Wright State creates mental health task force as colleges care for students, faculty



Wright State University is implementing a suicide prevention program and with a new task force to improve mental health at the university.

With the task force, the university will train people to know how to respond when someone confides mental health issues and have suicide prevention skills.

WSU provost Amy Thompson, whose background is in public health, and Huma A. Bashir, associate professor and chair of the Department of Human Services and interim chair of the Department of Social Work, are leading the task force.

“We started this last fall when I arrived, really due to the fact that we’ve seen an uptick on many college campuses in mental health needs of students, faculty, and staff,” said Thompson, who arrived from the University of Toledo last fall.

According to Kaiser Family Foundation polling, nearly 33% of Ohio adults reported anxiety or depression symptoms. Thompson said mental health issues are a leading cause of students dropping out of college nationwide.

Thompson and Bashir said the impact from COVID-19 and the isolation it created for many people is still impacting universities.

The committee is also looking at helping students with life skills, such as coping with stress, time management, communicating needs, eating well and work ethic.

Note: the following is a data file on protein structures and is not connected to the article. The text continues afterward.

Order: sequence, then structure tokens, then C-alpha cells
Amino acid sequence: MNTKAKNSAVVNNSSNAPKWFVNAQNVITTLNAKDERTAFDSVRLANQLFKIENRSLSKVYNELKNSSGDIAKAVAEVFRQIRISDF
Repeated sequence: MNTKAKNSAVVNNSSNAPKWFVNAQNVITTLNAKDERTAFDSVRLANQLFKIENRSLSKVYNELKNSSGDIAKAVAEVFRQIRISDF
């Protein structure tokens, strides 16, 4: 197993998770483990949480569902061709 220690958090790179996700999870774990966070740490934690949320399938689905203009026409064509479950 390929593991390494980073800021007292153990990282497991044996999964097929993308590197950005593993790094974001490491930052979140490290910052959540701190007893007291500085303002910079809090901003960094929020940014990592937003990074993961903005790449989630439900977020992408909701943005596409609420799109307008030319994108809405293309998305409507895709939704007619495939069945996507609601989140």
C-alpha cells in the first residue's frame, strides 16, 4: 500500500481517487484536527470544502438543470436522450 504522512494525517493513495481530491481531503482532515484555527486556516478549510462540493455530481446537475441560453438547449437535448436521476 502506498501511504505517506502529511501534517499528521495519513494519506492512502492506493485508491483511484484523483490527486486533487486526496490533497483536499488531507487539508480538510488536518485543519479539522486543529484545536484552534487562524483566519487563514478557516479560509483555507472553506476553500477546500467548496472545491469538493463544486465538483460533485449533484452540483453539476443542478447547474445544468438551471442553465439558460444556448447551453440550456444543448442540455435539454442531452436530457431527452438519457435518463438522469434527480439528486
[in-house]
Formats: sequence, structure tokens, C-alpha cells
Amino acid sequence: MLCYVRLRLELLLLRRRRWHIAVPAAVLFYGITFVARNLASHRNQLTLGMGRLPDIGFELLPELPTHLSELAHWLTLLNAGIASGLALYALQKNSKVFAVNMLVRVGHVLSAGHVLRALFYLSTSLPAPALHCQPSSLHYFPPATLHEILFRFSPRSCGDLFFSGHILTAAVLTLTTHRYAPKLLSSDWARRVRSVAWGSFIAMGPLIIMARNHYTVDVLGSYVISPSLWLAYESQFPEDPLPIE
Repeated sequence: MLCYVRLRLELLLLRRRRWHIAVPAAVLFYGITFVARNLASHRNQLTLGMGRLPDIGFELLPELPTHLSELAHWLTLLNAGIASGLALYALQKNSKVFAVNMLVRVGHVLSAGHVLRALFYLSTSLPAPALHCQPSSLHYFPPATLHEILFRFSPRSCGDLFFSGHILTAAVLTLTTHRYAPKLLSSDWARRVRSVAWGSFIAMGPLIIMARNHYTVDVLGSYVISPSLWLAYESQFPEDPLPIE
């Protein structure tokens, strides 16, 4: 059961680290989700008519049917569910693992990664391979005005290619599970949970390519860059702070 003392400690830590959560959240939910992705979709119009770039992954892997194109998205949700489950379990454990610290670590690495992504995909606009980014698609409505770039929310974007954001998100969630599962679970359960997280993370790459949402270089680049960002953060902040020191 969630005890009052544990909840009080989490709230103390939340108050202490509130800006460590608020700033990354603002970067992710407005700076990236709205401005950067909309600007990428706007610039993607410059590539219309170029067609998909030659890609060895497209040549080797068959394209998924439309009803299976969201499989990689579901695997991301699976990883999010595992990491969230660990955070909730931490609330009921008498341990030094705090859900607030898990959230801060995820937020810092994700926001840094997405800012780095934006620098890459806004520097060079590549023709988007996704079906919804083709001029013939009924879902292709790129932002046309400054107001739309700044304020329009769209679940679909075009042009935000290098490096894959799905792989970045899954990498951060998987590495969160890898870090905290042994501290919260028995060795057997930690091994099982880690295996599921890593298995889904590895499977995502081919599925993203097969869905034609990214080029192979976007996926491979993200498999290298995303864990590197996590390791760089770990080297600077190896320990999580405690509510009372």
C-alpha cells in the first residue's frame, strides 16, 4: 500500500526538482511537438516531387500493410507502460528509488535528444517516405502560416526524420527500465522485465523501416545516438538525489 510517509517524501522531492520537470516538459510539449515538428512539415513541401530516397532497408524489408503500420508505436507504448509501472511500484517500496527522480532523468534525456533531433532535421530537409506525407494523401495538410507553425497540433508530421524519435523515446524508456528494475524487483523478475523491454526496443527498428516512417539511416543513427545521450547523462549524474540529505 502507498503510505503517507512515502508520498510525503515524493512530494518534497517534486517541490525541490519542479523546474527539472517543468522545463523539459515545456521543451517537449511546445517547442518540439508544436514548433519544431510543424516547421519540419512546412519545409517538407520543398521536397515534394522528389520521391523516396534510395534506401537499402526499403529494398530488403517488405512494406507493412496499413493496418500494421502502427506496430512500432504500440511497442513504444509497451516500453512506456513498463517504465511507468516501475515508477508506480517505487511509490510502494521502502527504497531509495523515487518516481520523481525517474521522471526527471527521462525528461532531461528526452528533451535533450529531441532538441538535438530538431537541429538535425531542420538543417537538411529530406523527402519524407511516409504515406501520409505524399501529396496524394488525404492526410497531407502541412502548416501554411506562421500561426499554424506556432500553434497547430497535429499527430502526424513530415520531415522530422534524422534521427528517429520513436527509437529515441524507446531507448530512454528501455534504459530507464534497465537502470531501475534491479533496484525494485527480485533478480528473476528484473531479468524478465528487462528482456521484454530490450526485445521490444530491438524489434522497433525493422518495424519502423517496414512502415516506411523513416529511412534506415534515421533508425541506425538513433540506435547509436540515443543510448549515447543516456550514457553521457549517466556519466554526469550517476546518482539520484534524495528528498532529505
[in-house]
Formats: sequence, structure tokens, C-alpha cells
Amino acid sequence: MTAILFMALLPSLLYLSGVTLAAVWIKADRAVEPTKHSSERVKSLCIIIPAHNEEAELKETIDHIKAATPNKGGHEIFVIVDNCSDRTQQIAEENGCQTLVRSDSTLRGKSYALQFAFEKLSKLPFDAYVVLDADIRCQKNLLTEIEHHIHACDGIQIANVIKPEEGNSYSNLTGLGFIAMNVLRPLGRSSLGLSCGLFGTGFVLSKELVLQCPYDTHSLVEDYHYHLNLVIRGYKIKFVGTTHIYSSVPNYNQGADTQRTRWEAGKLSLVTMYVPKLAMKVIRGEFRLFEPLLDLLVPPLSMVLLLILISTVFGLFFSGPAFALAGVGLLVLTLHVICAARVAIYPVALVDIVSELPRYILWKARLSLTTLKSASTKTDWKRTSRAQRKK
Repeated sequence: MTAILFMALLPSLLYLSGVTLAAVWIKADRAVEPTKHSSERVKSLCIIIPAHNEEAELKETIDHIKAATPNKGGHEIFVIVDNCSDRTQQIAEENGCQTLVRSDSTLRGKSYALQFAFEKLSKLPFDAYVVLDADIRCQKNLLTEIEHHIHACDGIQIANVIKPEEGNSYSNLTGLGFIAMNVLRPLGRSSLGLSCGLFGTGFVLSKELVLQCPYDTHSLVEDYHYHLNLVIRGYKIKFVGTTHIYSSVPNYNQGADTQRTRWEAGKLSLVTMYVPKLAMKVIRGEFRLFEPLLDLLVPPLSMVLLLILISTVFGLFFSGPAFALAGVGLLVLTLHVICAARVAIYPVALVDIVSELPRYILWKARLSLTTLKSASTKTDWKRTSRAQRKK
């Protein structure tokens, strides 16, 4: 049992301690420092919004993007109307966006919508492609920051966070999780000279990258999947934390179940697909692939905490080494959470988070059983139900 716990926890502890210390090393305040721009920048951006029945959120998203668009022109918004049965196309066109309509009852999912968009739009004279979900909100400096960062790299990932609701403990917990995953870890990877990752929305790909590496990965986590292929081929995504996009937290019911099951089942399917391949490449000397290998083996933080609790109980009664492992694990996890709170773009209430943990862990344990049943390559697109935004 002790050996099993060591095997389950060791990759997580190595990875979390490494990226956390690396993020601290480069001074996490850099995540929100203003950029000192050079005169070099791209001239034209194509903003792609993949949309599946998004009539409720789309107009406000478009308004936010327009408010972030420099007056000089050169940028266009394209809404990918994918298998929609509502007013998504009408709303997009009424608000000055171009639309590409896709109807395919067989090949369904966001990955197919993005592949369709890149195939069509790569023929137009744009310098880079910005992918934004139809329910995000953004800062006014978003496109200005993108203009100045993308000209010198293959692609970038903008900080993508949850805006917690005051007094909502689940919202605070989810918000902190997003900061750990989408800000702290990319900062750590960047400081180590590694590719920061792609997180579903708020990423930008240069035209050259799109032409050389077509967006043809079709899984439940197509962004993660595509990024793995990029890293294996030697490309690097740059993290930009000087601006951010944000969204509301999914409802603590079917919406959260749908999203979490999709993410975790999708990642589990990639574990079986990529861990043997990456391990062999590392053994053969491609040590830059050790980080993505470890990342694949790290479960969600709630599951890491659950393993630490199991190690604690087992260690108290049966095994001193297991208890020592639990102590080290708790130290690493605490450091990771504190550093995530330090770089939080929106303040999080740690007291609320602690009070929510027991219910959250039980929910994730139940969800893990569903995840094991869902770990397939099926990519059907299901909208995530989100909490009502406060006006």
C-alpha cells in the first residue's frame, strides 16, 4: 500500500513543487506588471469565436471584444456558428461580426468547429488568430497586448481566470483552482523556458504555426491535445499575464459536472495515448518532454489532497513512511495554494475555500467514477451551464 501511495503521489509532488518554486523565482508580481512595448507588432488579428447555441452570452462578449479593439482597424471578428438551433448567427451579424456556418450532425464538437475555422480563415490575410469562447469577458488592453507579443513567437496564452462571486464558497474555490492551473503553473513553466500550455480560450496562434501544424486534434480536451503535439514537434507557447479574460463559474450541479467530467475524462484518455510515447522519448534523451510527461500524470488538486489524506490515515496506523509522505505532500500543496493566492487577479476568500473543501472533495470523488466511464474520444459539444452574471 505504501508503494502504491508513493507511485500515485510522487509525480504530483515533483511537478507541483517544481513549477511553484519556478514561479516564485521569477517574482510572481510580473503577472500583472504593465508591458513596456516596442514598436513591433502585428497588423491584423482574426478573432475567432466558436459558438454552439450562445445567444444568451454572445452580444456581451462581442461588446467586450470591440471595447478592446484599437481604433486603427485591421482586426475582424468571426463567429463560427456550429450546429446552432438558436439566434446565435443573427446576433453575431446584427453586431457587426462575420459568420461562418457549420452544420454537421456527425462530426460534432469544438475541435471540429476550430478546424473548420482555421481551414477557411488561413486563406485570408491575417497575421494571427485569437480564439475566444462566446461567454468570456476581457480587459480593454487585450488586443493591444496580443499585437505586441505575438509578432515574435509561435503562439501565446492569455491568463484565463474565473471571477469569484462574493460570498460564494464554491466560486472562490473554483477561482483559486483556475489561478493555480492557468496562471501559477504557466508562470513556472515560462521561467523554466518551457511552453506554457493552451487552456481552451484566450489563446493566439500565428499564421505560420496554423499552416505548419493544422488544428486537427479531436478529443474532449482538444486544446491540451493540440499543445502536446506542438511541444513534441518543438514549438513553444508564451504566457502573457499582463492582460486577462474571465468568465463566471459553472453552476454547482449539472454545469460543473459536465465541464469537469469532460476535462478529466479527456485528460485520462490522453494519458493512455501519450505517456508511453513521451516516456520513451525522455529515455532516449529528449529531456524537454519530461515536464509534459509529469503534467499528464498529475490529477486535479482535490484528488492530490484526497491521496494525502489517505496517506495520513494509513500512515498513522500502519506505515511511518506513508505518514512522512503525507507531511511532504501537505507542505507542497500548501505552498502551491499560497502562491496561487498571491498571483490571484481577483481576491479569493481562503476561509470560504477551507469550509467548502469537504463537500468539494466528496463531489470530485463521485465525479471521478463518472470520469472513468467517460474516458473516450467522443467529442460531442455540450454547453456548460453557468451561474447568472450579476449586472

Bashir and Thompson said coming back to on-campus life after being remote was hard for some staff members. Bashir said some people are still dealing with loss and grief after the pandemic, which can appear in unexpected outbursts.

The committee is also trying to make sure the entire campus is aware of what resources are available for those who are struggling, including mental health therapy, financial aid and other services.

Thompson noted the campus got a $40,000 scholarship to work with the JED Foundation Campus program, which specifically works to prevent suicide. The campus will be able to use the money to build a custom prevention program for Wright State.

The university is also applying for and considering other grants for this project.

Bashir said even before the pandemic, there was an epidemic with mental health on college campuses. Creating a “culture of care” at Wright State where people on campus know how to take care of each other and themselves would help students and professors, she said.

You can’t create a culture of care with just one person, Bashir said, because humans are social creatures who exist in communities. How the community works impacts mental health.

“It’s important to take care of each other, to create this culture of care,” Bashir said.

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